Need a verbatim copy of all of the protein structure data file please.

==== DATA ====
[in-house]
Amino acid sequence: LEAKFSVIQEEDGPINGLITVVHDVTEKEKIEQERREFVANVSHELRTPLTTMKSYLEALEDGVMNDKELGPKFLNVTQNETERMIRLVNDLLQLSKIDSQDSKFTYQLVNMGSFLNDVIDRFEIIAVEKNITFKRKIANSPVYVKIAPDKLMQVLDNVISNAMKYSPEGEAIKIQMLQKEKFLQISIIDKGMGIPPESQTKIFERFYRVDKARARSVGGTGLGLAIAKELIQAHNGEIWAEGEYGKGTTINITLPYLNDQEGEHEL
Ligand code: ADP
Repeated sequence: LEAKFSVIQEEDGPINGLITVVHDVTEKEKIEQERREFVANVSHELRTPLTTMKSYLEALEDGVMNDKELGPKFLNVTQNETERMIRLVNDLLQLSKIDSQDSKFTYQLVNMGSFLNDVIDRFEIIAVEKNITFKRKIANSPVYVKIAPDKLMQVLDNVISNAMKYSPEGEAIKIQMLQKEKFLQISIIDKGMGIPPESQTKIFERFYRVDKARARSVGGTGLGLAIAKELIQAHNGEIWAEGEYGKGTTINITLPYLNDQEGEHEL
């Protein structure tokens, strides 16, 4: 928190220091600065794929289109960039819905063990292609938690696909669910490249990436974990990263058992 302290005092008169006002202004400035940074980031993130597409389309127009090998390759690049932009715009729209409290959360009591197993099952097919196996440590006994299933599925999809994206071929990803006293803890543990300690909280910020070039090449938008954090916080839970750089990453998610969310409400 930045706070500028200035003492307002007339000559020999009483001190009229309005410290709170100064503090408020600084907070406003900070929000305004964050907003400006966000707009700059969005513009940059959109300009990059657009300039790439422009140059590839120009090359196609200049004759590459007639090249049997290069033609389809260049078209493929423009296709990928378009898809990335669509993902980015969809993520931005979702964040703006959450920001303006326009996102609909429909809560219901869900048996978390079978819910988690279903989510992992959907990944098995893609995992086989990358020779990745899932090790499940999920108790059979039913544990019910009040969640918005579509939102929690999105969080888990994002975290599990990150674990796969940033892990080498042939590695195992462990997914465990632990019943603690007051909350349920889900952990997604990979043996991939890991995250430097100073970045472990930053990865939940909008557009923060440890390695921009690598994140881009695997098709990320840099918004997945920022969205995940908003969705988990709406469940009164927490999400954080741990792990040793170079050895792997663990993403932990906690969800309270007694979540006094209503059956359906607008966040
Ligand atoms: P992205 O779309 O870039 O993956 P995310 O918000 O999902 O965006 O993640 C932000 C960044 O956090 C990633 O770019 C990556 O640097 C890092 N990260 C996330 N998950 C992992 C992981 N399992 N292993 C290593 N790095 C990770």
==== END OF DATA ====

[in-house]
Amino acid sequence: LEAKFSVIQEEDGPINGLITVVHDVTEKEKIEQERREFVANVSHELRTPLTTMKSYLEALEDGVMNDKELGPKFLNVTQNETERMIRLVNDLLQLSKIDSQDSKFTYQLVNMGSFLNDVIDRFEIIAVEKNITFKRKIANSPVYVKIAPDKLMQVLDNVISNAMKYSPEGEAIKIQMLQKEKFLQISIIDKGMGIPPESQTKIFERFYRVDKARARSVGGTGLGLAIAKELIQAHNGEIWAEGEYGKGTTINITLPYLNDQEGEHEL
Ligand code: ADP
Repeated sequence: LEAKFSVIQEEDGPINGLITVVHDVTEKEKIEQERREFVANVSHELRTPLTTMKSYLEALEDGVMNDKELGPKFLNVTQNETERMIRLVNDLLQLSKIDSQDSKFTYQLVNMGSFLNDVIDRFEIIAVEKNITFKRKIANSPVYVKIAPDKLMQVLDNVISNAMKYSPEGEAIKIQMLQKEKFLQISIIDKGMGIPPESQTKIFERFYRVDKARARSVGGTGLGLAIAKELIQAHNGEIWAEGEYGKGTTINITLPYLNDQEGEHEL
């Protein structure tokens, strides 16, 4: 928190220091600065794929289109960039819905063990292609938690696909669910490249990436974990990263058992 302290005092008169006002202004400035940074980031993130597409389309127009090998390759690049932009715009729209409290959360009591197993099952097919196996440590006994299933599925999809994206071929990803006293803890543990300690909280910020070039090449938008954090916080839970750089990453998610969310409400 930045706070500028200035003492307002007339000559020999009483001190009229309005410290709170100064503090408020600084907070406003900070929000305004964050907003400006966000707009700059969005513009940059959109300009990059657009300039790439422009140059590839120009090359196609200049004759590459007639090249049997290069033609389809260049078209493929423009296709990928378009898809990335669509993902980015969809993520931005979702964040703006959450920001303006326009996102609909429909809560219901869900048996978390079978819910988690279903989510992992959907990944098995893609995992086989990358020779990745899932090790499940999920108790059979039913544990019910009040969640918005579509939102929690999105969080888990994002975290599990990150674990796969940033892990080498042939590695195992462990997914465990632990019943603690007051909350349920889900952990997604990979043996991939890991995250430097100073970045472990930053990865939940909008557009923060440890390695921009690598994140881009695997098709990320840099918004997945920022969205995940908003969705988990709406469940009164927490999400954080741990792990040793170079050895792997663990993403932990906690969800309270007694979540006094209503059956359906607008966040
Ligand atoms: P992205 O779309 O870039 O993956 P995310 O918000 O999902 O965006 O993640 C932000 C960044 O956090 C990633 O770019 C990556 O640097 C890092 N990260 C996330 N998950 C992992 C992981 N399992 N292993 C290593 N790095 C990770």